Dogs adapted to live with humans thousands of years ago, but there are people who have adapted their homes to accommodate pets with special needs. These owners have found creative, kind, and heart-melting ways to adjust their human homes for dogs who need a little extra help getting through the day.
When Laura Whale adopted Helen, a rescued Labrador with a condition called megaesophagus that made eating difficult, she set up a special high chair for feeding time. Dogs with this condition have a hard time getting food down and can experience vomiting, weight loss, and cough, among other symptoms.
“When she was rescued she was so skinny,” Whale, of East Helena, Montana, said. “The people who took her in tried to feed her but she kept throwing up. Her foster parents built this chair, so when we adopted her we set it up in the kitchen.”
Helen became a champ at hopping up and backing into her high chair as she demonstrates in this YouTube video.
“We’d sit next to her after she ate and read or talk to her,” Whale said. “Sometimes after she finished eating, she’d fall asleep in her chair.”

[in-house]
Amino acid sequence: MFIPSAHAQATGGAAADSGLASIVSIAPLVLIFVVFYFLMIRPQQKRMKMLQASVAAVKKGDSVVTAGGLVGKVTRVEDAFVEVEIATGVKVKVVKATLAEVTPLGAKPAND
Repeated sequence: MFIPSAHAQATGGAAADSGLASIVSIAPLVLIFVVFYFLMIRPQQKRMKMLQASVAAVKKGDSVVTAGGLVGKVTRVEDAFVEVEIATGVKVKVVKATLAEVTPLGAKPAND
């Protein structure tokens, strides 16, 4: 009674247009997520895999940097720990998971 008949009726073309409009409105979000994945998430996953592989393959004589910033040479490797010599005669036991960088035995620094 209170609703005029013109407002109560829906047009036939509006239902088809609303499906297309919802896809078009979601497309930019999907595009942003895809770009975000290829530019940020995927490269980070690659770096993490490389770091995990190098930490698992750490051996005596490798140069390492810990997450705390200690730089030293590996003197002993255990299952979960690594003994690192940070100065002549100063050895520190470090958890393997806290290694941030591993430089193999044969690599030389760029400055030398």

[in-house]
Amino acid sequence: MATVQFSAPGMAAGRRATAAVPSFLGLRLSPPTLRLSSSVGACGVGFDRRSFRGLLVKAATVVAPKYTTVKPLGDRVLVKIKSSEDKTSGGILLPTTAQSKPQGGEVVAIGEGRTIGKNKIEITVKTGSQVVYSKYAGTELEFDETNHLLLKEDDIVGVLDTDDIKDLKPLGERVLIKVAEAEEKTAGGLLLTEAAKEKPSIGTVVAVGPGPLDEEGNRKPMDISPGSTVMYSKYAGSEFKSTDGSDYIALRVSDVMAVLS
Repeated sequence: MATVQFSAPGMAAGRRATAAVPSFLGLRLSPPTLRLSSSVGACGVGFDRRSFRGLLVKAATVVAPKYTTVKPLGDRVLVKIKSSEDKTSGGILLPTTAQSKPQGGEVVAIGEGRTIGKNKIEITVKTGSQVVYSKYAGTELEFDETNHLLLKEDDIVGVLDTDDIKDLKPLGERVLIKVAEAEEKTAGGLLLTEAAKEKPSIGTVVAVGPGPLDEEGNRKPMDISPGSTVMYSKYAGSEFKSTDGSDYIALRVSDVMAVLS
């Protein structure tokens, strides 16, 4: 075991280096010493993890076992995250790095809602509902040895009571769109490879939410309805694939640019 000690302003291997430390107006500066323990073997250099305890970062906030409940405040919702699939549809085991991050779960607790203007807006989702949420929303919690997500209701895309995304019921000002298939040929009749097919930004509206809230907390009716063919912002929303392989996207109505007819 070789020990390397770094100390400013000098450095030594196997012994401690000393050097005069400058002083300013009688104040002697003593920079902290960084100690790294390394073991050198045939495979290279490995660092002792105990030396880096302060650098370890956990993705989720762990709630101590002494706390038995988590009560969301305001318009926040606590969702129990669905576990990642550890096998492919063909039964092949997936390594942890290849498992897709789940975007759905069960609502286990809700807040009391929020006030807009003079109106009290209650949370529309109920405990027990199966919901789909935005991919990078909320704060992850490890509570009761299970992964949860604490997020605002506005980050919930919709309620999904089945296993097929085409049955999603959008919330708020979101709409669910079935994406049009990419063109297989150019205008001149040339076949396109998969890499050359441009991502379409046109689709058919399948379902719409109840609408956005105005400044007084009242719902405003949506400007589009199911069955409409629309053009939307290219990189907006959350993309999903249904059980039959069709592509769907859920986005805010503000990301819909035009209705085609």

Helen has graduated from her high chair and now she’s fed from a bowl with compartments to slow down her eating.
Tonya Garcia bought a canopied pool for her dogs. Out of her eight dogs, six of them have special needs due to missing limbs or medical problems like liver failure.
“The medical issues make their skin very sensitive, but swimming under a canopy in the pool gives them exercise while keeping them protected from the elements,” Garcia said. “They love going in there and wear special life jackets.”
In addition to the pool, each dog has its own safe playpen in the house and a carseat for traveling.
“The dogs didn’t ask to have these conditions, but they don’t think they’re any different,” she said. “They require resources and time but it’s so worth it when we see their smiles every morning.”
Follow Garcia and her dogs on their Facebook page, Mona and Lizzie and The Flying Garcias.
Bubba the Bulldog was getting old and losing mobility in his hips and legs, making it hard to go up and down the stairs. The solution? His owners built him a slick handicap lift decorated as a school bus. Bubba sits in his custom “Boom Boom Bus” lift and makes his way up and down the stairs in style.
When Buddy the dog went blind because of cataracts, he became so scared he would “shiver in place with his tail tightly tucked beneath him until he got too scared and just laid down waiting for one of us to get him,” his owners told the Huffington Post.
They built him a special hoop he wears around his chest to navigate the house. Now when he walks around, the hoop protects him from bumping his head or body into walls and furniture.
“We gave him his confidence back,” his owners wrote. Check out this video of Buddy navigating the house safely in his hoop and harness.